Tampon Tax: What is Your Money Funding?

Many times in 2017 women’s rights have been a hot topic due to the 1950s-style methods of discussing and treating women’s fertility from those in power.

With the UK government stating that sanitary products are a ‘luxury’ and have a 5% tax on all items, the announcement that a sum of money from the £12 million tax made on sanitary products will be given to anti-abortion organisation, Life, hasn’t gone down entirely well.

Former Chancellor George Osborne promised the tampon tax would be removed but has since made a swift U-turn on this statement, instead using the money made from the tax to support women’s charities.

Information published by the Department for Culture, Media and Sport’s website revealed that 70 organisations will be receiving a pot of money from the tampon tax, with Life receiving one of the biggest sums at a cost of quarter of a million pounds.

Vulnerable

Speaking with The Guardian, a spokesperson for End Violence Against Women Coalition said: “We are surprised to see that Life is the recipient of a very significant tampon tax grant. The government set out clearly that this money would be spent in ways that would address women’s specific needs and inequalities. It is hard to understand how a service offering counseling based on the fundamental premise that abortion is wrong, to vulnerable women, can do that.”

Since the announcement that Life would be one of the organisations to get funding, many women’s rights activists and MPs have spoken out due to the incorrect and sometimes dangerous information the pro-life charity promote with their website, stating their aim is to “make abortion a thing of the past”.

Removing the choice from a woman on what she can do with her body is becoming an all too familiar issue in recent years; one notable moment including President Donald Trump revoking federal funding from international organisations who support or provide information on abortions, signing the bill in a room full of men.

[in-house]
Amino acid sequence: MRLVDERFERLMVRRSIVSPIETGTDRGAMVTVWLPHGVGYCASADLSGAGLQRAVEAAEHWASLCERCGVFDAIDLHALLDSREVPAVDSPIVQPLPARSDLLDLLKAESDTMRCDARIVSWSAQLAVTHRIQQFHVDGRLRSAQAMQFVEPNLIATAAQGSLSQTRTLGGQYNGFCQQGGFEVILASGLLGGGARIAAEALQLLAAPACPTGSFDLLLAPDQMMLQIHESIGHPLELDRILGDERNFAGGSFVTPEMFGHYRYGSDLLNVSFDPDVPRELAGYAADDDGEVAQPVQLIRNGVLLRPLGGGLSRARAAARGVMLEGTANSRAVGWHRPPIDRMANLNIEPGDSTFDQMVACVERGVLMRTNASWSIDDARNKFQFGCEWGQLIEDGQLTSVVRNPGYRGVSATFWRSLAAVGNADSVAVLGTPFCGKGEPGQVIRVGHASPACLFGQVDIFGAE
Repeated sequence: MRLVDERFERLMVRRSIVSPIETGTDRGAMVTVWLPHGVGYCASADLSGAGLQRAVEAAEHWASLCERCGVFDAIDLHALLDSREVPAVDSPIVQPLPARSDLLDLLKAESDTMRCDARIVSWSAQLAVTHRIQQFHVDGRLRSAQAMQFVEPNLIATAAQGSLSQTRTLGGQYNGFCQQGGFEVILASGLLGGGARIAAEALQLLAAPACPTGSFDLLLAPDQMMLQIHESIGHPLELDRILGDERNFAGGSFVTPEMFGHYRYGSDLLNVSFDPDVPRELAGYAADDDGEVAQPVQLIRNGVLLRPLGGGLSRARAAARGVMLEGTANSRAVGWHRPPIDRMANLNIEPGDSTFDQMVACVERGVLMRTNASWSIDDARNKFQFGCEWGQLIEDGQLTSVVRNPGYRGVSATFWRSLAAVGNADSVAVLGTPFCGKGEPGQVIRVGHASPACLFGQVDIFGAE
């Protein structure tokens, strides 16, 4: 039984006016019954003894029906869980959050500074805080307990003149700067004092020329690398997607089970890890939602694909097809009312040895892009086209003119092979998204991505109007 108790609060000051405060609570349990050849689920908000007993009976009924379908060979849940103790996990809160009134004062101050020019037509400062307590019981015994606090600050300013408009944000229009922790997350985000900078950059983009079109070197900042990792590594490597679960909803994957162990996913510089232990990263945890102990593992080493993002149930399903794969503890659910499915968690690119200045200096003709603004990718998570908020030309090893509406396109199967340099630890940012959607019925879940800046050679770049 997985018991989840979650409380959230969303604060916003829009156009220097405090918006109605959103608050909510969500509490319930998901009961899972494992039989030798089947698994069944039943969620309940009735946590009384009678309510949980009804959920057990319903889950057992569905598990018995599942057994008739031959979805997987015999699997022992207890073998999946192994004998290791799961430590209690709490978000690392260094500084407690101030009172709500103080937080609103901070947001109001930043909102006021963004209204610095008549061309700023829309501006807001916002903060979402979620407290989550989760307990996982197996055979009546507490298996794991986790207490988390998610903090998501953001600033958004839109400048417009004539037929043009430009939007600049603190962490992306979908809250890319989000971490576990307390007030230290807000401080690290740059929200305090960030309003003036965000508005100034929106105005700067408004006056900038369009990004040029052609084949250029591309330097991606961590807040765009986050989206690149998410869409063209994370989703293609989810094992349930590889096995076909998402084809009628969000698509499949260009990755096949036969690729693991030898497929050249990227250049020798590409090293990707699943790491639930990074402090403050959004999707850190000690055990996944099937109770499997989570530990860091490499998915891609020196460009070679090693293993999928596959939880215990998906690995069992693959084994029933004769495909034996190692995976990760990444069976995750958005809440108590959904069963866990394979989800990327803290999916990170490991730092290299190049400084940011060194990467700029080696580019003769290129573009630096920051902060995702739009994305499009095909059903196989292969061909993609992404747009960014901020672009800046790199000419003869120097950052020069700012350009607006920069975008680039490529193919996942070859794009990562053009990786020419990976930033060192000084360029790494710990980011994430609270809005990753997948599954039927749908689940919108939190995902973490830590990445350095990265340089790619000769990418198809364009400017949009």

Overshadowed

The Tory government’s decision to keep the tampon tax and distribute the money to charities supporting women who have experienced domestic violence or been victim of rape or sexual violence is overshadowed by the decision to support Life.

With many young girls missing out on their education due to insufficient funds to buy sanitary products during their periods, it brings into question – when will women have complete control of what happens to their body?

Taxing an essential product as it is deemed a ‘luxury’ and giving money to an organisation that runs on false claims including abortions lead to breast cancer or distributing leaflets stating 85% of abortions are carried out using vacuum aspiration is dangerous to vulnerable women.

The idea that distributing the tampon tax to women’s charities to help girls or women in need is undermined by supporting Life who do not believe in women having control of their own body.

At this time, women are taxed to control their periods before supplying said money to organisations working to remove choice and control from female fertility – now we have to see how the government will react to the current backlash.

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